July 22, 2014 - 6:55 AM
PREPARING FOR BATTLE AGAINST GENERATION Z
When was the last time you put in a hard day’s work?
Like, I don’t mean you busted your ass at CrossFit and did 57 kettlebell swings. I mean, when was the last time you put in a hard day’s work for someone else?
Millennials seem to have a bad reputation when it comes to this whole concept of work — and I’m here to clear the air.
I’ll admit yesterday was the first time in about two years I have — by definition — put in a hard day’s work. I “punched the clock,” as they say. I worked “for the man,” as they say. I “did my time,” as they say — and it wasn’t pretty. (Actually, it was pretty. I was waiting tables and that’s part of the job description.)
I have spent the past couple years as a student and the past three months travelling and blogging in my pyjamas. Sometimes, I would have the audacity to announce I worked hard that day — as if hitting publish on a Wordpress site and re-writing the personal manifesto in my dearest diary was akin to hammering the last spike of the Canadian Pacific Railway.
I’m not delusional as to where our bad reputation is coming from.
There I was, however, at midnight on a Thursday, covered in ketchup (or was it blood?), mopping my brow below the bar counter, close to tears because I had just splashed hot sauce in my eye while en route to table No. 54.
There comes a time in every new graduate’s life at which there is a plate that requires stepping up to. We take three jobs — one of them to pay the bills, one of them to gain experience in our field of study and one of them because we love it. We recognize that the free ride is over, we prepare ourselves for battle and we suck it up.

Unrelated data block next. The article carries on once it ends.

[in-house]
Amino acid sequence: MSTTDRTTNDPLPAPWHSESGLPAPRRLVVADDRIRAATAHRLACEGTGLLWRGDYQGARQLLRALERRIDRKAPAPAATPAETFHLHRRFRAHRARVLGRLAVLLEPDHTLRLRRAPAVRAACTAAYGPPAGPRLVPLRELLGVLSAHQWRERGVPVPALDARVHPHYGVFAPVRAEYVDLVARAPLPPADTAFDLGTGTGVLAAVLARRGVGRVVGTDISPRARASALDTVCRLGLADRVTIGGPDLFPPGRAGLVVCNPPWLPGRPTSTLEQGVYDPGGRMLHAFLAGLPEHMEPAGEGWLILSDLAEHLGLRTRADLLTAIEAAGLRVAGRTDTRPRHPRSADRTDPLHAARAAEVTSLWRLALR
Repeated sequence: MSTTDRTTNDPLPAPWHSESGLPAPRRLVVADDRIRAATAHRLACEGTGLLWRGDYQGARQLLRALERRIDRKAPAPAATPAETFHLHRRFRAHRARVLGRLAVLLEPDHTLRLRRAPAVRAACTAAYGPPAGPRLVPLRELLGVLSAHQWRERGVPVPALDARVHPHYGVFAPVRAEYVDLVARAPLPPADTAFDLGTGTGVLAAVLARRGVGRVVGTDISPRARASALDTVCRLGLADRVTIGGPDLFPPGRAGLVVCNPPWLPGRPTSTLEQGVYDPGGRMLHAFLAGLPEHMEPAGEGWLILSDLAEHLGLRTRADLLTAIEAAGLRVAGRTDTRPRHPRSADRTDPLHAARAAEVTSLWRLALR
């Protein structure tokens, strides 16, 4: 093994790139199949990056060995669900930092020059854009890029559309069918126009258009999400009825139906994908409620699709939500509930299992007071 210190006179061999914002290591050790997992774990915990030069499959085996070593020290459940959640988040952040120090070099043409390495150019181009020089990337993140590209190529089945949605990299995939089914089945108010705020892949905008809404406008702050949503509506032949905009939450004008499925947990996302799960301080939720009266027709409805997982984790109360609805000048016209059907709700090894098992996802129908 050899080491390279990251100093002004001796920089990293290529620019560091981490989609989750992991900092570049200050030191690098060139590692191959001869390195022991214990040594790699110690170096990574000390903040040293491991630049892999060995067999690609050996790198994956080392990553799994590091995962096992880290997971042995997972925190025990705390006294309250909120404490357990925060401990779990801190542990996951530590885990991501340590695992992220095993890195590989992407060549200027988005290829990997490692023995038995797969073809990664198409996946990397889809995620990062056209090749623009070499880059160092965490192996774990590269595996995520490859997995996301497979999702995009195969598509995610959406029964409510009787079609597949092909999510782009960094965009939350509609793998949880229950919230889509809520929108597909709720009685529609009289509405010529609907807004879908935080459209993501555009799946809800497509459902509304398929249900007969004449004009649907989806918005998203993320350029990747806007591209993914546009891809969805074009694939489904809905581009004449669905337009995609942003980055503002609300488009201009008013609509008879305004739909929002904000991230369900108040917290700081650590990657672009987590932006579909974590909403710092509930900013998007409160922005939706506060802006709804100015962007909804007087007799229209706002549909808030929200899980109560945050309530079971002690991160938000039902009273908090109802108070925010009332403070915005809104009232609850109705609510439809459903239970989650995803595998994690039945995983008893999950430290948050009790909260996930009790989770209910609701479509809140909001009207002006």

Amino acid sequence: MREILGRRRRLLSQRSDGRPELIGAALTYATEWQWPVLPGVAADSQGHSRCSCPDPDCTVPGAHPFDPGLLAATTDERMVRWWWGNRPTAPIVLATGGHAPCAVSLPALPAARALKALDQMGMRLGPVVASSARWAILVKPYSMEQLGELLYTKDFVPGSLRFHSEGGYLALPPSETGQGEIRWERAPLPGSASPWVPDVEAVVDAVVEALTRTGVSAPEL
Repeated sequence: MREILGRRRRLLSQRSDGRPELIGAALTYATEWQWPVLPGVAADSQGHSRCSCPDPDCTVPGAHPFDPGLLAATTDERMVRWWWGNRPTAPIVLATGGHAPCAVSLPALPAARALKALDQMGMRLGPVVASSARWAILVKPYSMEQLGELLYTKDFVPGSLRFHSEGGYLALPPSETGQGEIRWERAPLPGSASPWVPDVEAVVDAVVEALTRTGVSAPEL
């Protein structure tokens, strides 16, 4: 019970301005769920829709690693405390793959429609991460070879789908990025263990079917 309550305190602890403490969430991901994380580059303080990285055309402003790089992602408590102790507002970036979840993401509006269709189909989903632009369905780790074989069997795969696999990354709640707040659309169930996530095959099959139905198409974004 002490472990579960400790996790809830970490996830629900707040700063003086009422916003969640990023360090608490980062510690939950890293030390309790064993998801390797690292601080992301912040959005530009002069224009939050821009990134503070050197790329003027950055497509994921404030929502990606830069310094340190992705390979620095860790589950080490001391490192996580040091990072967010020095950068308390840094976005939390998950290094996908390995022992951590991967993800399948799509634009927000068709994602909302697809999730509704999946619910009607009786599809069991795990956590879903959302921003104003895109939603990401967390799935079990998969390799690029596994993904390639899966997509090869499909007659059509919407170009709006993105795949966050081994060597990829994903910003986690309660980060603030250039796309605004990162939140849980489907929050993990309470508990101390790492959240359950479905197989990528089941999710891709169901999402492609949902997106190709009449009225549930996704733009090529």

The more I thought about the situation I found myself in, the angrier I got — and it had nothing to do with hot wings.
In a recent Maclean’s issue, there was an introduction to the next generation — Generation Z — as being “more ambitious” than my own. To ice the cake, the generalization of us Millenials falls nothing short of “overconfident, narcissistic and entitled.” This is nothing new — us ‘80s and ‘90s kids get a bum deal when it comes to the media in which we’re exposed. It’s the curse of Nickelodeon or something.
We are painted as lazy, as a bunch of 20-somethings who sit at home waiting for gold to fall out of the sky, as “tolerant” but daft — and this next generation is supposed to save us all. I’m not so sure “more ambitious” is the key, though.
I have a girlfriend who paid off her entire $30,000 student loan in 12 months by working 80 hours a week. There are men in my life who build houses in 40-below and 40-above so they can buy property, support a family and give themselves the ability to take two months off a year for “spiritual healing.” My youngest brother just got sworn into the Canadian Armed Forces, because it’s a family legacy he wants to continue.
Sure, Generation Z might be detecting cancer in us before they graduate high school, but can they change their own flat tire in an Interior winter without enough service bars to watch a YouTube video? Can they? Huh?
It’s my job as a pro-technology, millennial advocate to stand up for the middleman.
We, the Millennials, are the new, shinier, richer working class — and we cannot allow ourselves to be walked all over. We are not overconfident, we are able. We are not narcissistic, we are self-assured. We are not entitled, we are conscious of our potential. And, we are not lazy — we know without a doubt it is much more work to bang on a drum all day.
— Andria is a twenty-something blogger living in Kamloops with her 100 pairs of heels and 200 paperback Penguin Classics.
News from © InfoTel News Ltd, 2014